“Come, stagehos!” she cries, raising her arm with actor flourish. She marches backstage, leaving you and your rival facing each other, struck.

You turn away, follow Dani. You don’t need to share a moment with Cinderella.

The backstage lights are off. The actors are in shadow, lit only by the faint glow of the house lights onstage. You tunnel around them, trying to keep up with Dani Aguilar, but Cinderella has somehow gotten ahead of you, her shiny hair swishing beside Dani’s curls. When you have to pass single file behind the stage to get to backstage left, she’s between you and Dani. She’s not even keeping her voice down. There’s a rehearsal going on right in front of you and she’s still talking as if she’s the star of the show.

“Have you been in stage crew since you came to this school?”

“Did you have Miss Hart when you were in sixth grade?”

She’s trying to annoy you.

And Dani Aguilar is answering like Cinderella is normal instead of awful. She’s murmuring, so you can’t hear what she’s saying, but her murmurs sound friendly.

It doesn’t make sense, because she called you stagehos just a minute ago. Cole Something asked her in a totally polite way if the two of you could carry all the props and she freaked out, but now she’s being nice to someone she doesn’t even know.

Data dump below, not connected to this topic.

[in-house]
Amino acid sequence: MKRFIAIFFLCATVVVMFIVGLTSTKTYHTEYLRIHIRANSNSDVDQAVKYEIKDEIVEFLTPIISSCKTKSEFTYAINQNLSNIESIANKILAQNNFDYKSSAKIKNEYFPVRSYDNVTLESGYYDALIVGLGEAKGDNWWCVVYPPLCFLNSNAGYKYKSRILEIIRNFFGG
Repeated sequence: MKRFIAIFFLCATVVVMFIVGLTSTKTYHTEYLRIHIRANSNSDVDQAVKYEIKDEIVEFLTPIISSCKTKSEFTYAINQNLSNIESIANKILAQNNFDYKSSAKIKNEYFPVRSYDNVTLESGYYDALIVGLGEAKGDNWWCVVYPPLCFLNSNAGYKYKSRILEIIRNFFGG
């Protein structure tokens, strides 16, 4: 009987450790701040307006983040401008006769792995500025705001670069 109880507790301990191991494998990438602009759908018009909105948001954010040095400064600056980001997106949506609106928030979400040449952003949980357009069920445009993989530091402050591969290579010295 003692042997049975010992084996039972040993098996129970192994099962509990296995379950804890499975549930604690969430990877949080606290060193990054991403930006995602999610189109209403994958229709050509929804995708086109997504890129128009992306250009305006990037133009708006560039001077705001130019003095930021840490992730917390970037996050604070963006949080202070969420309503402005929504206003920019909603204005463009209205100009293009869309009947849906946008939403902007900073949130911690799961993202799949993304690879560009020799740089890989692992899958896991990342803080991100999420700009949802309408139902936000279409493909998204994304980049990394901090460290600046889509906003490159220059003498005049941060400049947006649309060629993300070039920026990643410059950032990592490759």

You turn the corner to backstage left, which seems darker, for some reason. Maybe because it’s less crowded? It’s just two actors, waiting by the front to go on, and the loft ladder before you, looming in a shadow.

Dani Aguilar stops at the ladder and just stands there, watching Cinderella wander toward the actors, looking around like she’s lost.

“I can’t see anything,” she says, too loud. “Can someone turn on the light?”

The actors stare at you.

“Shh,” you want to say, but Dani Aguilar says it first. The sound is soft, velvety, like something you could eat.

She’s laughing to herself. Her face looks different when she smiles—sweeter. Like she’s not so much older than you.

You walk toward her so when Cinderella turns, she’s looking at the both of you, side by side. She seems genuinely confused, like she really doesn’t know why Dani shushed her.

“You have to be quiet backstage,” you explain.

She doesn’t respond. She gazes up at the ladder. “That’s where the prop room is?”

It looks so different with the lights off. Like a reverse ocean, dark-to-black as it moves up. You can’t even see the top.

“Yeah,” says Dani, “You’ll see the door on the side, right when you get to the top of the ladder. But if you go back farther, the loft takes you to the catwalk. You can walk over the stage on that.”

“We’re supposed to climb that ladder without any light?” Cinderella asks, her voice more wavery now.

“You scared?” asks Dani Aguilar. It’s less taunting than it is surprised, like she’s wondering if Cinderella is real.

“You want me to go first?” you offer with sugar concern. “I’ll go first.”

You step onto the first thin ladder rung, then the second, and that pole feeling against your shoes brings you right back to the angel. And you’re sweating. You can smell your own stench as you lift each arm to climb closer to the angel, because what if it is there? You were so stupid to volunteer to return after last time, to think one day could cure you of your crazy, to think you could be anything like Dani Aguilar. Now there’s no light and you’re still you. You’re more you than ever. A sloppy body, kid-scared of the dark.